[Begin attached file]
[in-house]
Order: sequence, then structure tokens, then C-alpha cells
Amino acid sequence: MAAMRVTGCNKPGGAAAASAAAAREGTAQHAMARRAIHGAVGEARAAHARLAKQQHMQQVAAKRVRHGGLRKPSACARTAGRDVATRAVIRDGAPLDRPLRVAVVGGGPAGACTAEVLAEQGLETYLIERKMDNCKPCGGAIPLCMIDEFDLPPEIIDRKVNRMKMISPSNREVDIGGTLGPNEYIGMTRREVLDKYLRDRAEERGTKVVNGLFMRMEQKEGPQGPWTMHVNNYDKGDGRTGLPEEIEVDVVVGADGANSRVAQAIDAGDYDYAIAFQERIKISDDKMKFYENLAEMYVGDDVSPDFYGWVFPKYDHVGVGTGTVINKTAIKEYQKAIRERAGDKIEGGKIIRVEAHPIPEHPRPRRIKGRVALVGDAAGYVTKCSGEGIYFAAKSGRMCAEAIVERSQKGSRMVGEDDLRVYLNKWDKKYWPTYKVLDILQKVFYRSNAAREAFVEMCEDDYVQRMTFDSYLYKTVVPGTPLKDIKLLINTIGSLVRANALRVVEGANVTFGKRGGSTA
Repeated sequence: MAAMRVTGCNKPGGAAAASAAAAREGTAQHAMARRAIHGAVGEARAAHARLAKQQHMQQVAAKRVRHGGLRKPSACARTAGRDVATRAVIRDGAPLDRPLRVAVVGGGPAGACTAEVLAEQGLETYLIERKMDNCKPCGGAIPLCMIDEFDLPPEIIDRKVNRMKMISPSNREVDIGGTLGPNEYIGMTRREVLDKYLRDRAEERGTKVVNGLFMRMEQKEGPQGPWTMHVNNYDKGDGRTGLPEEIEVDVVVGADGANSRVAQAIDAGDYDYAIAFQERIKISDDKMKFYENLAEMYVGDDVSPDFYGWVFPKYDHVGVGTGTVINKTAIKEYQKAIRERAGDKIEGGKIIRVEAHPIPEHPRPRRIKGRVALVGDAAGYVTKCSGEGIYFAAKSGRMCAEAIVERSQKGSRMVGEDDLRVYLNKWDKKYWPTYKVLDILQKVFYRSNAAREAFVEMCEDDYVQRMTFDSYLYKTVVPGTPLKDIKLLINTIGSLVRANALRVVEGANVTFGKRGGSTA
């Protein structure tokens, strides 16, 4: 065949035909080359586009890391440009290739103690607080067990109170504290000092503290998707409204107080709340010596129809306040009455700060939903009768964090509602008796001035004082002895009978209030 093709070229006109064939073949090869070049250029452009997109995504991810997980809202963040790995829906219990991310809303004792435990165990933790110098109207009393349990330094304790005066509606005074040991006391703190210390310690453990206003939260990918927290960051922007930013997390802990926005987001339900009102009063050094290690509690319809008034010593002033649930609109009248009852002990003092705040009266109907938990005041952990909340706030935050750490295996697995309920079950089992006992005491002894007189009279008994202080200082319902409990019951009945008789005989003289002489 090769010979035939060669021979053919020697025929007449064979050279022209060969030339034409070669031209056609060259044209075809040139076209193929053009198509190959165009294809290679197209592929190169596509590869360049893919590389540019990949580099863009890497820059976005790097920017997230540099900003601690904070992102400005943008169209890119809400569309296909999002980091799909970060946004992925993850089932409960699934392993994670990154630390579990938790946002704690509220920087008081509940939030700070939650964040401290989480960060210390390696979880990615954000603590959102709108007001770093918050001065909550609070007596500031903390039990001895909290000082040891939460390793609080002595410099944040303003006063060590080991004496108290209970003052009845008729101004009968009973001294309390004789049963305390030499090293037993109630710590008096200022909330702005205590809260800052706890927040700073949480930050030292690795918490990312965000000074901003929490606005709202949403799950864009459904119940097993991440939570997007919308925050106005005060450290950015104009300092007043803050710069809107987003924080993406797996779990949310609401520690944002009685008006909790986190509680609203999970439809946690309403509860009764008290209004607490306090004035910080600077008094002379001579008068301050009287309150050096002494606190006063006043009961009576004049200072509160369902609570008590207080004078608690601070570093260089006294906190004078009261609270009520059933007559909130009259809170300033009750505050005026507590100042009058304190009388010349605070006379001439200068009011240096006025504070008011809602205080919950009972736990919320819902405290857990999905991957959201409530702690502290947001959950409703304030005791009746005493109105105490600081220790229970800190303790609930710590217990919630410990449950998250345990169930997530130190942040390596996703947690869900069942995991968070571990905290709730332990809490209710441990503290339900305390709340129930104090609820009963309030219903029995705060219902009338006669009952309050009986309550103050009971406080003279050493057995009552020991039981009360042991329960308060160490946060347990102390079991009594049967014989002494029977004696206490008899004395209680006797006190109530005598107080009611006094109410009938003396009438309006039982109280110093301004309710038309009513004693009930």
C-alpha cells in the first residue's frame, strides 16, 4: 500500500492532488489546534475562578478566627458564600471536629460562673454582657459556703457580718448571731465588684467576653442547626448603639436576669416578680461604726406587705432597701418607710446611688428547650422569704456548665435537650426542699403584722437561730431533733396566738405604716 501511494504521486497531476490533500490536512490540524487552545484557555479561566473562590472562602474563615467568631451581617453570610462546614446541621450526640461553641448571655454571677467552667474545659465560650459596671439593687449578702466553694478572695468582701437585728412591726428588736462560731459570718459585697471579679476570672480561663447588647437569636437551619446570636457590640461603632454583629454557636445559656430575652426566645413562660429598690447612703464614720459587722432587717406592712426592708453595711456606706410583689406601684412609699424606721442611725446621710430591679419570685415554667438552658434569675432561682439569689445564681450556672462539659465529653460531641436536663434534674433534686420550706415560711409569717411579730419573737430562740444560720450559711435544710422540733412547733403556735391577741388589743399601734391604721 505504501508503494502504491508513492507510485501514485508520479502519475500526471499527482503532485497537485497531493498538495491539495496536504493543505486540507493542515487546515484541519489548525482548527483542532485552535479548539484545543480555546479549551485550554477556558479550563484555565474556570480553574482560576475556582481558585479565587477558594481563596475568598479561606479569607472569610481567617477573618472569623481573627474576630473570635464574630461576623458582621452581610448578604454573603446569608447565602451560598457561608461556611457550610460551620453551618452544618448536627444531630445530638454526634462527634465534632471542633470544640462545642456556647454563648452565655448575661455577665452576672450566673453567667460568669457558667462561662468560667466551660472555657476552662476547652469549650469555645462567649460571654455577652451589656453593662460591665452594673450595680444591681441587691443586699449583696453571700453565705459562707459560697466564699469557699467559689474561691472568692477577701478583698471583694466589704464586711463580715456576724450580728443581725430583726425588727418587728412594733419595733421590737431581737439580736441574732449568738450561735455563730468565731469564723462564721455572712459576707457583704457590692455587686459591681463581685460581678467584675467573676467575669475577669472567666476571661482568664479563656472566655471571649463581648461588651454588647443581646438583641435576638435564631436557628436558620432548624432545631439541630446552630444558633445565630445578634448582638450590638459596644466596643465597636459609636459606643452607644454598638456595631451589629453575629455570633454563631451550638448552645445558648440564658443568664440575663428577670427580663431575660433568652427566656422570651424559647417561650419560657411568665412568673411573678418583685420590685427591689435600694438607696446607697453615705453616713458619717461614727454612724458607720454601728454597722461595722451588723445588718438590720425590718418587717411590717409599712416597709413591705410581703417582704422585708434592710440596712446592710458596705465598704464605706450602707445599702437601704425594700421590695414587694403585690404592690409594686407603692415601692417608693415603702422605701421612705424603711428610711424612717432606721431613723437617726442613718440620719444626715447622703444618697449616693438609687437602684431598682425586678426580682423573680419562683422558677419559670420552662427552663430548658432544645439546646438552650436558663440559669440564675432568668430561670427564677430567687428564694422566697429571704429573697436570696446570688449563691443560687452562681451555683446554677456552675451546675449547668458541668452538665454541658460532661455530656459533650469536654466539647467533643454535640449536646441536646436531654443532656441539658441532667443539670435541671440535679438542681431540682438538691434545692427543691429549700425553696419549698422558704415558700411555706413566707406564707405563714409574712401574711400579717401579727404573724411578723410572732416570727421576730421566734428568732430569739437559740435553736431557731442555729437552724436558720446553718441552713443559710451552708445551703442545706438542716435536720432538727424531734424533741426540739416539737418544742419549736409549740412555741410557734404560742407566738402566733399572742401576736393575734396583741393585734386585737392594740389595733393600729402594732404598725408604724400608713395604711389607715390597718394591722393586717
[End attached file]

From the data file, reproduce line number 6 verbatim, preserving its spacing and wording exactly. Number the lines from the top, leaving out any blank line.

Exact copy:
C-alpha cells in the first residue's frame, strides 16, 4: 500500500492532488489546534475562578478566627458564600471536629460562673454582657459556703457580718448571731465588684467576653442547626448603639436576669416578680461604726406587705432597701418607710446611688428547650422569704456548665435537650426542699403584722437561730431533733396566738405604716 501511494504521486497531476490533500490536512490540524487552545484557555479561566473562590472562602474563615467568631451581617453570610462546614446541621450526640461553641448571655454571677467552667474545659465560650459596671439593687449578702466553694478572695468582701437585728412591726428588736462560731459570718459585697471579679476570672480561663447588647437569636437551619446570636457590640461603632454583629454557636445559656430575652426566645413562660429598690447612703464614720459587722432587717406592712426592708453595711456606706410583689406601684412609699424606721442611725446621710430591679419570685415554667438552658434569675432561682439569689445564681450556672462539659465529653460531641436536663434534674433534686420550706415560711409569717411579730419573737430562740444560720450559711435544710422540733412547733403556735391577741388589743399601734391604721 505504501508503494502504491508513492507510485501514485508520479502519475500526471499527482503532485497537485497531493498538495491539495496536504493543505486540507493542515487546515484541519489548525482548527483542532485552535479548539484545543480555546479549551485550554477556558479550563484555565474556570480553574482560576475556582481558585479565587477558594481563596475568598479561606479569607472569610481567617477573618472569623481573627474576630473570635464574630461576623458582621452581610448578604454573603446569608447565602451560598457561608461556611457550610460551620453551618452544618448536627444531630445530638454526634462527634465534632471542633470544640462545642456556647454563648452565655448575661455577665452576672450566673453567667460568669457558667462561662468560667466551660472555657476552662476547652469549650469555645462567649460571654455577652451589656453593662460591665452594673450595680444591681441587691443586699449583696453571700453565705459562707459560697466564699469557699467559689474561691472568692477577701478583698471583694466589704464586711463580715456576724450580728443581725430583726425588727418587728412594733419595733421590737431581737439580736441574732449568738450561735455563730468565731469564723462564721455572712459576707457583704457590692455587686459591681463581685460581678467584675467573676467575669475577669472567666476571661482568664479563656472566655471571649463581648461588651454588647443581646438583641435576638435564631436557628436558620432548624432545631439541630446552630444558633445565630445578634448582638450590638459596644466596643465597636459609636459606643452607644454598638456595631451589629453575629455570633454563631451550638448552645445558648440564658443568664440575663428577670427580663431575660433568652427566656422570651424559647417561650419560657411568665412568673411573678418583685420590685427591689435600694438607696446607697453615705453616713458619717461614727454612724458607720454601728454597722461595722451588723445588718438590720425590718418587717411590717409599712416597709413591705410581703417582704422585708434592710440596712446592710458596705465598704464605706450602707445599702437601704425594700421590695414587694403585690404592690409594686407603692415601692417608693415603702422605701421612705424603711428610711424612717432606721431613723437617726442613718440620719444626715447622703444618697449616693438609687437602684431598682425586678426580682423573680419562683422558677419559670420552662427552663430548658432544645439546646438552650436558663440559669440564675432568668430561670427564677430567687428564694422566697429571704429573697436570696446570688449563691443560687452562681451555683446554677456552675451546675449547668458541668452538665454541658460532661455530656459533650469536654466539647467533643454535640449536646441536646436531654443532656441539658441532667443539670435541671440535679438542681431540682438538691434545692427543691429549700425553696419549698422558704415558700411555706413566707406564707405563714409574712401574711400579717401579727404573724411578723410572732416570727421576730421566734428568732430569739437559740435553736431557731442555729437552724436558720446553718441552713443559710451552708445551703442545706438542716435536720432538727424531734424533741426540739416539737418544742419549736409549740412555741410557734404560742407566738402566733399572742401576736393575734396583741393585734386585737392594740389595733393600729402594732404598725408604724400608713395604711389607715390597718394591722393586717